It is such a pleasure finding food growing wild, especially on our farm. I had heard that milkweed is edible after finding a whole bunch of it in our wheat field. When there is a whole lot of something growing wild here, I try to find it's uses, edible or not.
Milkweed stalks can be eaten when they are just shooting up through the ground. I have read where you cook them like you would asparagus. Our milkweed is beyond that stage, but I had also read that you can eat the flower buds. So, one day, I went out in the field and found a few flower buds.
I sauteed them in butter and salt and took a bite, rather hesitantly. Oh my! What a delicacy! It has a hint of an artichoke flavor. As soon as my 10 year old daughter took a bite, she immediately left the house and took a hike out back and came back with a shirt full of them.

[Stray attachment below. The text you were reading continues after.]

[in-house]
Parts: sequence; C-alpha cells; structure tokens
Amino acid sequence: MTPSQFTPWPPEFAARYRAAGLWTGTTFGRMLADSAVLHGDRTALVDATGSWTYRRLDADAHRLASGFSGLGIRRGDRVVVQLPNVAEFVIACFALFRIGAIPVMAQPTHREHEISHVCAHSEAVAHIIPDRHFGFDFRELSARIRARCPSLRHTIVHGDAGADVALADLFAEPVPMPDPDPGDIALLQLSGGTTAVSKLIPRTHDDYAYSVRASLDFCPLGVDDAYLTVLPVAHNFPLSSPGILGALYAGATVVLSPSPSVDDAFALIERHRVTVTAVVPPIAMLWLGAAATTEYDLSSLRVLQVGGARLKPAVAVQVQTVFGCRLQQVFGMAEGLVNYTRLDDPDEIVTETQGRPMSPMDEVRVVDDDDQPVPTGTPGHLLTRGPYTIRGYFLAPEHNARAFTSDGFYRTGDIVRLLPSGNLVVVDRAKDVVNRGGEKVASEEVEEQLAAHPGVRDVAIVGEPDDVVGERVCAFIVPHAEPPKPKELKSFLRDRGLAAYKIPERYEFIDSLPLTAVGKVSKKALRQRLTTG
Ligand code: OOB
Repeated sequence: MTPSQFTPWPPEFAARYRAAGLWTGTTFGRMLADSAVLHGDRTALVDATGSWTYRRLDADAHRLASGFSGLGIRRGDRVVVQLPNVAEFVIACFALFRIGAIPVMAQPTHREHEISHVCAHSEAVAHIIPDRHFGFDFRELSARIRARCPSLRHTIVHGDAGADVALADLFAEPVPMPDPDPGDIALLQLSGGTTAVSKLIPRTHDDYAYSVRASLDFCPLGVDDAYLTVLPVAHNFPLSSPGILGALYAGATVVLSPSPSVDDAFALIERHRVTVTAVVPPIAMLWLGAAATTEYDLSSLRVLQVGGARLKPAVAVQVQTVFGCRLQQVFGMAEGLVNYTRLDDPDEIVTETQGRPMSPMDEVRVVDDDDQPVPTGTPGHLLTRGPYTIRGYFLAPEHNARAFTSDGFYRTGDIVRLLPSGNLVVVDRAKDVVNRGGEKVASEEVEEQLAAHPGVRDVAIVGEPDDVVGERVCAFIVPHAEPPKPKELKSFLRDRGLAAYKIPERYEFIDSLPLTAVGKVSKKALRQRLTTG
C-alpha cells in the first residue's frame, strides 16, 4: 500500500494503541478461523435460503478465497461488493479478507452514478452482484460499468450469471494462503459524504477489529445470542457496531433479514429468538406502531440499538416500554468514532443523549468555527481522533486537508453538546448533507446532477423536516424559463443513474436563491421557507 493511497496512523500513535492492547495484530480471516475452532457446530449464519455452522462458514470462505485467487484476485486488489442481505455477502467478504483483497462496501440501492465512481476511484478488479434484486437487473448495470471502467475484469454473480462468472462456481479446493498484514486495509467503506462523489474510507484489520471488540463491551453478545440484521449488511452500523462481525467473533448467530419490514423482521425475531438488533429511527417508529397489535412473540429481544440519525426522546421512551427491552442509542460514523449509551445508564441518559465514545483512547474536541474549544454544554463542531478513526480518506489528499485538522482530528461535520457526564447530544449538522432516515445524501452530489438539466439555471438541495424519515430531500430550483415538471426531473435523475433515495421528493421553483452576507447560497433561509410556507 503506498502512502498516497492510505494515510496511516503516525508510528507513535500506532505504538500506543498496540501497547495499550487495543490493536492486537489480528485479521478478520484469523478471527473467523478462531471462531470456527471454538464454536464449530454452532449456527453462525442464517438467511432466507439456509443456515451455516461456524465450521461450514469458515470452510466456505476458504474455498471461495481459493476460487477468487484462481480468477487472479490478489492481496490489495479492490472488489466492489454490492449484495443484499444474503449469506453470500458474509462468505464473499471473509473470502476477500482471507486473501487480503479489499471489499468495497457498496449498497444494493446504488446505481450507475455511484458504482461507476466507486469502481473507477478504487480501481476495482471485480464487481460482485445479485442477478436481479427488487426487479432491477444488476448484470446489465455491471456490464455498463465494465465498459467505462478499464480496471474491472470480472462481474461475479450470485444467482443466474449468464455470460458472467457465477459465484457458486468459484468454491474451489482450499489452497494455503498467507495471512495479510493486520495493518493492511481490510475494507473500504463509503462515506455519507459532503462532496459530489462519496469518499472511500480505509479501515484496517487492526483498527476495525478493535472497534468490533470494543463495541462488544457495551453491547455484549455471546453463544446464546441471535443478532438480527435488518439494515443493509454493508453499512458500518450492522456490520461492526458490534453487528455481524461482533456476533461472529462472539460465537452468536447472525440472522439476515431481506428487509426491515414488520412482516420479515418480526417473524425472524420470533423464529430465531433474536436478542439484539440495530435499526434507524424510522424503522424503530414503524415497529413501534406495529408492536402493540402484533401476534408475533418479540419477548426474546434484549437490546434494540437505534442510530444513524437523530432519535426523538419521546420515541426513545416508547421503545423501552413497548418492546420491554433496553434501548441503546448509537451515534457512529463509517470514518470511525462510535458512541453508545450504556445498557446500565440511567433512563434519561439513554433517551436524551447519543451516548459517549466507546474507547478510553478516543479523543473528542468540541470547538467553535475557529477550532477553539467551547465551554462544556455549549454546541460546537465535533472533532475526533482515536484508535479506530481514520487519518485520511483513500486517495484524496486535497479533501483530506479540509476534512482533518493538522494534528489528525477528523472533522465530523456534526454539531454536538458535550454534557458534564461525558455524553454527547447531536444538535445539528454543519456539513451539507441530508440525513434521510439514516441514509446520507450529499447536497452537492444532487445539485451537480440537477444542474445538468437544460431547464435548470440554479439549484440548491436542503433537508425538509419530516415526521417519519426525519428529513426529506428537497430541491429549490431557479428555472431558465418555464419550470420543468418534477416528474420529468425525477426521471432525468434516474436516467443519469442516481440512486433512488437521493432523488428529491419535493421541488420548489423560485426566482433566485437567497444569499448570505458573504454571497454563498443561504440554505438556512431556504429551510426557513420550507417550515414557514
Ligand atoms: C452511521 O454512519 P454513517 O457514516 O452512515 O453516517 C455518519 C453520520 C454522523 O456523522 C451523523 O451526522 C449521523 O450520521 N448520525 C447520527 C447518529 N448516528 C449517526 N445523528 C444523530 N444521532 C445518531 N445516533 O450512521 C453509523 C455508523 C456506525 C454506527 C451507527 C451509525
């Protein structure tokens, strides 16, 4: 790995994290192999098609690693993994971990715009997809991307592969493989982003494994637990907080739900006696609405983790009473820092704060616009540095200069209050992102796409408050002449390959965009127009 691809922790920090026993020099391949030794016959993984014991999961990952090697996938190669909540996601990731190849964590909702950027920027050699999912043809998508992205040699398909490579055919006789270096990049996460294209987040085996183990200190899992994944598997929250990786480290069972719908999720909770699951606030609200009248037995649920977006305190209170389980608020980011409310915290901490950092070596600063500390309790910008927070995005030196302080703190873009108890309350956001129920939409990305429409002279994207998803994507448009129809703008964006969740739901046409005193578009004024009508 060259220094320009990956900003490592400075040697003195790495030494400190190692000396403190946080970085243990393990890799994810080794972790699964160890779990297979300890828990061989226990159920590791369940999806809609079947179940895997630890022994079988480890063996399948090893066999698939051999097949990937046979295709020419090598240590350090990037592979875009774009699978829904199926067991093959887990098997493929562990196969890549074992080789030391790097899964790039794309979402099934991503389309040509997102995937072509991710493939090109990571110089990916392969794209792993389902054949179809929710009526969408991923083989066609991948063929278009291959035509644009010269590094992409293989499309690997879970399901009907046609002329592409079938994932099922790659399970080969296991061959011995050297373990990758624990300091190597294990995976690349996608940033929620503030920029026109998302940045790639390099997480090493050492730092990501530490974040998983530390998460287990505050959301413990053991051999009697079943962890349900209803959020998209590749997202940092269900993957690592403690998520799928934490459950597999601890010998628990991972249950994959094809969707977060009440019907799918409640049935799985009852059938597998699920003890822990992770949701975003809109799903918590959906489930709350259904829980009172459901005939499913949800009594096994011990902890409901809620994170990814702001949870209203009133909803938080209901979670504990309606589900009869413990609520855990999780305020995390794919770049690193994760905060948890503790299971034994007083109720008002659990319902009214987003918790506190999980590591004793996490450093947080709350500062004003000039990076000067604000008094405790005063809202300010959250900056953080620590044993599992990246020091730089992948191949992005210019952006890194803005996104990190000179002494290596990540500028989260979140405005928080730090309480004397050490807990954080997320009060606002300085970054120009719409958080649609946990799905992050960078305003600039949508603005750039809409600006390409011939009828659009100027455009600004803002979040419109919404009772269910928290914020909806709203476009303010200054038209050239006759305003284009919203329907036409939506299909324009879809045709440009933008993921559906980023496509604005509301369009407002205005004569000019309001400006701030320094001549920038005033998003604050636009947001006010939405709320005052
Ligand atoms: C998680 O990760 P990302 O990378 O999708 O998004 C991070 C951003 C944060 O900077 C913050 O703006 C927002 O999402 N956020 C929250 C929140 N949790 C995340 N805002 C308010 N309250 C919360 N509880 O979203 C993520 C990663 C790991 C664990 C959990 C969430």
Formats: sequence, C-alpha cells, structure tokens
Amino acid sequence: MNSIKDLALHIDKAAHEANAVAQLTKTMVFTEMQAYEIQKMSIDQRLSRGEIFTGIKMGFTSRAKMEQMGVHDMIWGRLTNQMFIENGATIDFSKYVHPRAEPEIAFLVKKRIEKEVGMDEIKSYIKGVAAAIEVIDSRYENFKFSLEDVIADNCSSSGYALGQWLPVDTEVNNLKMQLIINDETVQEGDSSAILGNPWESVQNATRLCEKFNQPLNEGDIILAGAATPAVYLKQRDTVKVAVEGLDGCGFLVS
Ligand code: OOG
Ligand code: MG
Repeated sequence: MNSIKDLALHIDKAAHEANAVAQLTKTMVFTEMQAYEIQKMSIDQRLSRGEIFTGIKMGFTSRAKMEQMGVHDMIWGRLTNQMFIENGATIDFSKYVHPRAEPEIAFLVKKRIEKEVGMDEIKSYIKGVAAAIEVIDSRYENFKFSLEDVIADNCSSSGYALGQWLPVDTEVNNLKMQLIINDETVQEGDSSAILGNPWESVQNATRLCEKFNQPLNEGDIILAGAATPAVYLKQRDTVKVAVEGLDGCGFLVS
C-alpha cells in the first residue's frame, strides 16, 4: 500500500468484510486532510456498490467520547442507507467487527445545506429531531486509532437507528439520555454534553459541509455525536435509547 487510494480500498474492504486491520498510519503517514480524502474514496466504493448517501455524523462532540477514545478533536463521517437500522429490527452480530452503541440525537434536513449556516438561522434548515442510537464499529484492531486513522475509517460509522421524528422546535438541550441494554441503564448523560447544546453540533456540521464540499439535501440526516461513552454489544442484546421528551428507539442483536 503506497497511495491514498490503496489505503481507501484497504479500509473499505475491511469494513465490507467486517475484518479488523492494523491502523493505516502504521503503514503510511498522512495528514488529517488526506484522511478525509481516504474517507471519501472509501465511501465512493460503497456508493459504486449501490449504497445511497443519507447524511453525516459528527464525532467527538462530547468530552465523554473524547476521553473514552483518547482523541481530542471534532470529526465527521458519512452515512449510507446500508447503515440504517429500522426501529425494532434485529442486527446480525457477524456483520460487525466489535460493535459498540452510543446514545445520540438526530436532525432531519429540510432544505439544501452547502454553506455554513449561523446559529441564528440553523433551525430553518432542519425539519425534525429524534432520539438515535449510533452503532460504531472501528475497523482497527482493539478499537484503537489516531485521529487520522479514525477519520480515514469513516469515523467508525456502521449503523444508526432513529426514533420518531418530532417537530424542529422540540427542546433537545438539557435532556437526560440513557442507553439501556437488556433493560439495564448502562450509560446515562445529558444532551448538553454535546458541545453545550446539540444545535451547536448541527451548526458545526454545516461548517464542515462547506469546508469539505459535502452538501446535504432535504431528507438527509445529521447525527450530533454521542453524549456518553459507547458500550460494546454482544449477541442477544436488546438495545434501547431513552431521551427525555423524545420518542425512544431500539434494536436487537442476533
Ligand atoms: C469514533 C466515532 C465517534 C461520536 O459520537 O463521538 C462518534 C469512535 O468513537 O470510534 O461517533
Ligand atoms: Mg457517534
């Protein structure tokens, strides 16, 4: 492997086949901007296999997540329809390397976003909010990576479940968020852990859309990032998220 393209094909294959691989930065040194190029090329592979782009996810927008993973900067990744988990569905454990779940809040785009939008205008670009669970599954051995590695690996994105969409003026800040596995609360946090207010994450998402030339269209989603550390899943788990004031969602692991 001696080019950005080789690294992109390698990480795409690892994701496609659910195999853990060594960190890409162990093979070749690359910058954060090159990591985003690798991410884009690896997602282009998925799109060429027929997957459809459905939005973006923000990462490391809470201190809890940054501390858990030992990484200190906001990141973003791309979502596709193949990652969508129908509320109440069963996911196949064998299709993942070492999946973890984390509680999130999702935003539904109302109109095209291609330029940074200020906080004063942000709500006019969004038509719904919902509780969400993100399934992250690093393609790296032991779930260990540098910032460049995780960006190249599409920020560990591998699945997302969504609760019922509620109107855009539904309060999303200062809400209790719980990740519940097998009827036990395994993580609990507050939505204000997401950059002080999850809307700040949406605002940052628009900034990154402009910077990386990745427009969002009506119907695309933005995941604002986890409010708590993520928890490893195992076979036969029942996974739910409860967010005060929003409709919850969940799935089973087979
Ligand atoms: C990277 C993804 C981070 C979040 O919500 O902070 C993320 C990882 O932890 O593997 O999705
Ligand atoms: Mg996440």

I went out after she came back with a bowl and some scissors. I cut of the flower buds and dropped them in my bowl. I tried my best not to touch the milky substance coming from the stems as it stinks and almost sticks to your skin like glue. Don't worry if you get a little in your frying pan. It won't taste bad!
I saw a lot of interesting bugs around the milkweed plants. I did see some monarch butterflies, but I also saw a bunch of these red bugs below. These strange bugs are actually Red Milkweed Beetles, not to be confused with Milkweed Bugs.
So, after picking a bunch of buds, I then cut off the buds from the stems that were attached to the stalk of the milkweed plant. I didn't worry about the little stems of each bud as it did not affect the taste.
Now for the easy part. Saute the butter and buds in a saucepan. I added salt to taste. Once the buds start to turn a little brown but not burnt, they are ready for you to eat.
I also put them in salads, and I think they would be wonderful in certain casseroles as an added bonus.
So, the next time you see milkweed plants with buds on them, pick a few and try for yourself. There are plenty to share with the many bug species that seem to like them too!